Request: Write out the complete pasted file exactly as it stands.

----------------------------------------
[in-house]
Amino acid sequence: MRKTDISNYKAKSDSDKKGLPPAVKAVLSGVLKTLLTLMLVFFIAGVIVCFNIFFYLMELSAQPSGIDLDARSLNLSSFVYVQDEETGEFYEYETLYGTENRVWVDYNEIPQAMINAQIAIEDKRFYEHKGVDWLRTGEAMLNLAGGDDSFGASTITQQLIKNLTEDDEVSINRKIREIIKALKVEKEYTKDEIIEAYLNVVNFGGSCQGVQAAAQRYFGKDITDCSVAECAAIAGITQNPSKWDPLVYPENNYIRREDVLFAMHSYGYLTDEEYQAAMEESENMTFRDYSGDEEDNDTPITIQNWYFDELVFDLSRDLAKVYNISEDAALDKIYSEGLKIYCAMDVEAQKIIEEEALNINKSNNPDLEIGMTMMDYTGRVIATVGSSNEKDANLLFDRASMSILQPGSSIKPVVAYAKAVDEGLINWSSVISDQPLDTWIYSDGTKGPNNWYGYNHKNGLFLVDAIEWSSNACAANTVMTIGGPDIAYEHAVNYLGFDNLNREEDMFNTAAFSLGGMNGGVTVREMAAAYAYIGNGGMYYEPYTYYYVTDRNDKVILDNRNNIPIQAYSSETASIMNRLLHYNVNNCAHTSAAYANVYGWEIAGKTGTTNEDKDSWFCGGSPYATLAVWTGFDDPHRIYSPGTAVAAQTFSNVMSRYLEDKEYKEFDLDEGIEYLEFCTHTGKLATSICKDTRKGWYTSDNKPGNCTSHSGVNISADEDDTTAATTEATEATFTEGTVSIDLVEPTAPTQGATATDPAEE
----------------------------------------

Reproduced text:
[in-house]
Amino acid sequence: MRKTDISNYKAKSDSDKKGLPPAVKAVLSGVLKTLLTLMLVFFIAGVIVCFNIFFYLMELSAQPSGIDLDARSLNLSSFVYVQDEETGEFYEYETLYGTENRVWVDYNEIPQAMINAQIAIEDKRFYEHKGVDWLRTGEAMLNLAGGDDSFGASTITQQLIKNLTEDDEVSINRKIREIIKALKVEKEYTKDEIIEAYLNVVNFGGSCQGVQAAAQRYFGKDITDCSVAECAAIAGITQNPSKWDPLVYPENNYIRREDVLFAMHSYGYLTDEEYQAAMEESENMTFRDYSGDEEDNDTPITIQNWYFDELVFDLSRDLAKVYNISEDAALDKIYSEGLKIYCAMDVEAQKIIEEEALNINKSNNPDLEIGMTMMDYTGRVIATVGSSNEKDANLLFDRASMSILQPGSSIKPVVAYAKAVDEGLINWSSVISDQPLDTWIYSDGTKGPNNWYGYNHKNGLFLVDAIEWSSNACAANTVMTIGGPDIAYEHAVNYLGFDNLNREEDMFNTAAFSLGGMNGGVTVREMAAAYAYIGNGGMYYEPYTYYYVTDRNDKVILDNRNNIPIQAYSSETASIMNRLLHYNVNNCAHTSAAYANVYGWEIAGKTGTTNEDKDSWFCGGSPYATLAVWTGFDDPHRIYSPGTAVAAQTFSNVMSRYLEDKEYKEFDLDEGIEYLEFCTHTGKLATSICKDTRKGWYTSDNKPGNCTSHSGVNISADEDDTTAATTEATEATFTEGTVSIDLVEPTAPTQGATATDPAEE